6) Joshua Bolten

Joshua Bolten occupied one of the most stressful posts in government – White House Chief of Staff. He talked about life with the weight of the world on his shoulders and delivered great insight into leadership under stressful conditions.

But for television aficionados, The West Wing was a landmark series – and Leo McGary, the White House Chief of Staff on the show, was an icon. Josh humored our attempts to draw a parallel between himself and Leo.

We did watch the show because the show was on during the 2000 campaign, and so we all watched it. And when the administration started in 2001, about half, maybe just a few months into the year, the whole cast of The West Wing came to see us at the West Wing. And they filtered around and partnered up with their real counterparts.

At the time, I was Deputy Chief of Staff, and the Deputy Chief of Staff on that show was named Josh [Lyman, played by Bradley Whitford], and I had a lot of people say to me, "Gosh, there's that show on TV when they're even using your name."

And people not realizing that I was life imitating art, rather than vice versa.

I thought the show was pretty accurate. They had a lot of writers who had experience from the Clinton administration and working in the West Wing, and so they kinda captured some of the essence of what it's like to be in the White House.

7) General Peter Pace

General Peter Pace was a young officer in Vietnam decades before becoming Chairman of the Joint Chiefs of Staff. He reflected on that time in his life, and the meaning it carried with him through his career.

… in 1968-1969, there were at least three times where I should have been killed or wounded. We don't have time to go into that now, but at least three times I should have been killed or wounded. I didn't even get a scratch. I mean I was in Huế City doing the Tet Offensive. I was one of the very few people in my company not to even get a scratch. I'm a rifle platoon leader, I should be dead. Same time, Lance Corporal Guido Farinaro and Corporal Chubby Hale and PFC Whitey Travers, Staff Sergeant Freddy Williams, Corporal Mike White, the Lance Corporal little Joe Arnold, and the Lance Corporal Dan Miller. Those six Marines died in combat following Second Lieutenant Pace's orders in combat.

When I went to Vietnam I did not know how long I was gonna stay in the Marine Corps. When I got done with Vietnam, we had time in Okinawa to decompress. I went to church every day. I said my prayers, didn't understand why I had survived, but the deal I thought I made with the good Lord in Okinawa was, okay, you saved me for some reason. I'm not sure what it is, but I think I'm supposed to stay on active duty. So I made a deal, I go, "I'm going to stay on active duty until I'm no longer required."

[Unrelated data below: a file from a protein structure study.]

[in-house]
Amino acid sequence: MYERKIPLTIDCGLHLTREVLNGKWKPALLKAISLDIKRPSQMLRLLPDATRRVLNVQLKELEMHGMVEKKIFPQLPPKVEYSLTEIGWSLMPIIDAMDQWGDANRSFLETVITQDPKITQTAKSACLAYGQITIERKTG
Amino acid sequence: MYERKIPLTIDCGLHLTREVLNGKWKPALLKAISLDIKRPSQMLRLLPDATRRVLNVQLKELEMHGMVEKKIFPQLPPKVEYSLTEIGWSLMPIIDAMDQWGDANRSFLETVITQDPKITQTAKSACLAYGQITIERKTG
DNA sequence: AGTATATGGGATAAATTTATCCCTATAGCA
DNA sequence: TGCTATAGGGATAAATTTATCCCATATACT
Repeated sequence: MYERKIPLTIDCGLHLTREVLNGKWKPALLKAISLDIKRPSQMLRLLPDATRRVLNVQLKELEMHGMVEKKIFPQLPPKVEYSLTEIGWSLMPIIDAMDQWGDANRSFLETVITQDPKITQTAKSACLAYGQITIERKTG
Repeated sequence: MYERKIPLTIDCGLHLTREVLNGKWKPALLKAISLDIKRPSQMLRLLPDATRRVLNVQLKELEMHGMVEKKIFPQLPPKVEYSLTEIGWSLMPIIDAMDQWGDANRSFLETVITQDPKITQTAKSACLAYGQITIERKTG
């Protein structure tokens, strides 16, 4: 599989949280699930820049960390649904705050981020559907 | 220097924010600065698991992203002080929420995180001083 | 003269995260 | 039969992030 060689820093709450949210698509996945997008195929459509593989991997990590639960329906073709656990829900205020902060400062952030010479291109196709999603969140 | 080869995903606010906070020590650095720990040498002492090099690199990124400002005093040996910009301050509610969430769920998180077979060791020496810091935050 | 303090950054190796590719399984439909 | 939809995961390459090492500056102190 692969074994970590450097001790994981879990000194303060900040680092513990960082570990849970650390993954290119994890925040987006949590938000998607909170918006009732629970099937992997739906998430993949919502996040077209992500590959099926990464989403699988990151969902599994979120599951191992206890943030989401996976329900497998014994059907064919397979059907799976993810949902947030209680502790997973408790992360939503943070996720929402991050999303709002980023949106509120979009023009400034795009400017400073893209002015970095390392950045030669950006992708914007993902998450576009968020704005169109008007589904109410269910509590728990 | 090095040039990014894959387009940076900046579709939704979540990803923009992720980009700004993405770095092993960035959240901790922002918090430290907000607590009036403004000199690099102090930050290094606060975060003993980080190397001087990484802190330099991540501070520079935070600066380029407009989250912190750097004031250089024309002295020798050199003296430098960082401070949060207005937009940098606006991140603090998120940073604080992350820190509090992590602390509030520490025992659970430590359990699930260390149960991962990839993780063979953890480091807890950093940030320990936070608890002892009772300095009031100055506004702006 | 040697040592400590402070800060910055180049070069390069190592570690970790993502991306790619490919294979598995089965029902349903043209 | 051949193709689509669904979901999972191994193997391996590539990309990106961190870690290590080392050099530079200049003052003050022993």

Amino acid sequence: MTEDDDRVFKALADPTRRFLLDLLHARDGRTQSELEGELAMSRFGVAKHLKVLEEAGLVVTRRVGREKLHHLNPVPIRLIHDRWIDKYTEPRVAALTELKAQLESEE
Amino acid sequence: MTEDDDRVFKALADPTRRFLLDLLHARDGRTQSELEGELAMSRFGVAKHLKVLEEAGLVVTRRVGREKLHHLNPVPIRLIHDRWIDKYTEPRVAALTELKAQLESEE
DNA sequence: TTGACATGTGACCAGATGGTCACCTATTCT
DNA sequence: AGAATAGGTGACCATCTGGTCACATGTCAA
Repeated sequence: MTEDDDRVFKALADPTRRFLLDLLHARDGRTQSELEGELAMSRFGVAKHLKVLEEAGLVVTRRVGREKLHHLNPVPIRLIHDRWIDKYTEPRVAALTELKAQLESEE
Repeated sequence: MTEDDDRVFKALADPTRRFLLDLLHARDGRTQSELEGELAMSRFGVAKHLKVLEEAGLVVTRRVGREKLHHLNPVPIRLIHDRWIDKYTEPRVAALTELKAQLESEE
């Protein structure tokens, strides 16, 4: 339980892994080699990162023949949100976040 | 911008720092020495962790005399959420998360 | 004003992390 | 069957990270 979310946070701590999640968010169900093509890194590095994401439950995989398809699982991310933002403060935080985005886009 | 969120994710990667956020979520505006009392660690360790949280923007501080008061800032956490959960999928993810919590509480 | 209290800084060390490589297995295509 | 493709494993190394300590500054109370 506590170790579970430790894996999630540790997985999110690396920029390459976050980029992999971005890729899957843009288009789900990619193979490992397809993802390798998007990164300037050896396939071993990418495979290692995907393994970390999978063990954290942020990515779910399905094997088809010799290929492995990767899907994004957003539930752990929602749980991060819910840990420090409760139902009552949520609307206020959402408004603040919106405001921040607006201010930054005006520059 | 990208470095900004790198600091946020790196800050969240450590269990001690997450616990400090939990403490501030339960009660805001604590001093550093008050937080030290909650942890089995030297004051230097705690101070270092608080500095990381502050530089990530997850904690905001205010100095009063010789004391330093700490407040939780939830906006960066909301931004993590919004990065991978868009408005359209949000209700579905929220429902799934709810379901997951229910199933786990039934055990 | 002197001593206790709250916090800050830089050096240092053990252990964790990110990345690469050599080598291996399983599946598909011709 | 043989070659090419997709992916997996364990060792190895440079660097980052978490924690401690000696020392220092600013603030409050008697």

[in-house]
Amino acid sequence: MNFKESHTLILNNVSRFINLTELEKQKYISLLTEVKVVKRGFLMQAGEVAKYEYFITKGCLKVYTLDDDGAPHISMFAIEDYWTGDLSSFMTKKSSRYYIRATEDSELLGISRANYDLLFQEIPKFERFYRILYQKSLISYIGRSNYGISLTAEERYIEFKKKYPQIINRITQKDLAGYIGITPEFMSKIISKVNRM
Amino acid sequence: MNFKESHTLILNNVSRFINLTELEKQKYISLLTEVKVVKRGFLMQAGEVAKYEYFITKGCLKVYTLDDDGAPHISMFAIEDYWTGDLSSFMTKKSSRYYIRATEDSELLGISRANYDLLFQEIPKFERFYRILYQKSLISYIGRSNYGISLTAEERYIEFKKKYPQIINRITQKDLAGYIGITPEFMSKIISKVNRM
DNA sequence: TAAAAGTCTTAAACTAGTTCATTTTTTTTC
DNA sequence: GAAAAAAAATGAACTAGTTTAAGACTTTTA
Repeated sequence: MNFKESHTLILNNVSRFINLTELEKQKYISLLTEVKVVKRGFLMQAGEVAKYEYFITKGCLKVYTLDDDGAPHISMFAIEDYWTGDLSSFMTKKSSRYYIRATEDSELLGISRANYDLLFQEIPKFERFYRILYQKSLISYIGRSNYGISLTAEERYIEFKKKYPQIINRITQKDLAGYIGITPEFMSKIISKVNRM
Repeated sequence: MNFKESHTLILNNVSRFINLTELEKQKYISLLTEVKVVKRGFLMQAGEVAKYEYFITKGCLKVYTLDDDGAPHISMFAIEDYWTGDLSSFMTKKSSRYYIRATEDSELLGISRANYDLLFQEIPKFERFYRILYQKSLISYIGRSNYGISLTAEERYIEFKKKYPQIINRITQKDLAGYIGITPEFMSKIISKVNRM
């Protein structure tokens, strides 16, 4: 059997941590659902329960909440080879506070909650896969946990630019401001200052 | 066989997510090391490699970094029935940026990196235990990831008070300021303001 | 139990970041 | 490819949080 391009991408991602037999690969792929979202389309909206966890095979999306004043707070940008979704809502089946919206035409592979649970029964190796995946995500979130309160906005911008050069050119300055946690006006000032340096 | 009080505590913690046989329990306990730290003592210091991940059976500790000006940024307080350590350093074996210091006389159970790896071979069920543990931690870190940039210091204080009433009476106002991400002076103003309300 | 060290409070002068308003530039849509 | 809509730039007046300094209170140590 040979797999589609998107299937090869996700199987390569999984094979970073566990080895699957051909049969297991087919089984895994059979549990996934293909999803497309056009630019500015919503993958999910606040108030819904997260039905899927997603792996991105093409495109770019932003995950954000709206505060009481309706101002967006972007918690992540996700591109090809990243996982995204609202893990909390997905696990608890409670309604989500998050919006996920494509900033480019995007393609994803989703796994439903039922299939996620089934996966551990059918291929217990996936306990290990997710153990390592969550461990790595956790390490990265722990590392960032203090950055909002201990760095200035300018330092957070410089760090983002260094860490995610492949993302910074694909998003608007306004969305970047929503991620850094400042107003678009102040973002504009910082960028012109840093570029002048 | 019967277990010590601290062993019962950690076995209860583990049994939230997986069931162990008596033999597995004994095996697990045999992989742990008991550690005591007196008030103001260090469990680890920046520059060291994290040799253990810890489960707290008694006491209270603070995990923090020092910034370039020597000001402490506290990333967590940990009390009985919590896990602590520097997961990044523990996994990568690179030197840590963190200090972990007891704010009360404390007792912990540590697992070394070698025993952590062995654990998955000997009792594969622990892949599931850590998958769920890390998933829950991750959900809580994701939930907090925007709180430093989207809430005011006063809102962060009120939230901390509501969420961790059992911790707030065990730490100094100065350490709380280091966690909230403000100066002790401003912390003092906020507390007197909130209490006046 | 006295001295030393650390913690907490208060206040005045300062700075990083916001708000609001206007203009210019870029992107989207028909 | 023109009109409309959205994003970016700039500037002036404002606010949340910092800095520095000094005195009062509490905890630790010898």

8) Dana Perino

One of the themes that emerged during the first two seasons of The Strategerist is that many journeys have humble beginnings. Household names certainly didn’t start out that way – they often spent years working hard and learning life’s lessons. Former White House Press Secretary and current Fox News commentator Dana Perino is no exception.

When I was in college, and thought I wanted to go into media... Back then, if you wanted to get into TV, you had to start in radio. And I didn't want to have to do my radio experience after I graduated, so I got a job, part-time job, as a country music DJ, working overnights in Pueblo, Colorado.

I had grown up in the West, but I hadn't really listened to country music when I was a teenager. I didn't really do that. So I was completely out of it. I introduced, the first night, a song by Tracy Lawrence, and I said, "And here she is with her new song, Tracy Lawrence." And then, of course, Tracy Lawrence is a man.

9) Byron Sanders

Presidential Leadership Scholar Byron Sanders is President and CEO of Big Thought, a Dallas educational nonprofit that is working to break the tragic cycles that are far too often seen in our communities. We talked to him on the day President Bush and President Clinton visited Big Thought. He describes the dance he did when he found out that the two presidents were going to visit the youths of his program – and the impact the pair’s visit had on them.

For a program where one of the main things we are trying to convey to these young people is that their voices matter and have value… to have two living presidents come through and hear their stories and learn about them… that right there puts a huge exclamation point on the value of their voice.

10) Karen Hughes

Karen Hughes is a longtime advisor of President Bush -- from his time as Texas governor, to the White House, and continues today on the Bush Institute’s Women’s Initiative Advisory Council. She shared memories and lessons she learned along the way, such as why it's important to be punctual.

If [President Bush] says be somewhere at 9 o'clock, if you're not there by quarter of nine, you might get left behind. And so, I remember asking him, "President Bush, why are you so obsessed with being on time?"

And he said three words. He looked at me as if I had kind of lost my mind and he said, "Late is rude."

And I can't tell you how many people, when we got to the White House, from the drivers in the motorcade to the house staff to the people who worked in the Mess, told me how much they appreciated him being on time. And I realized that it was a very small example that showed his respect for other people's time, but it also set a larger standard.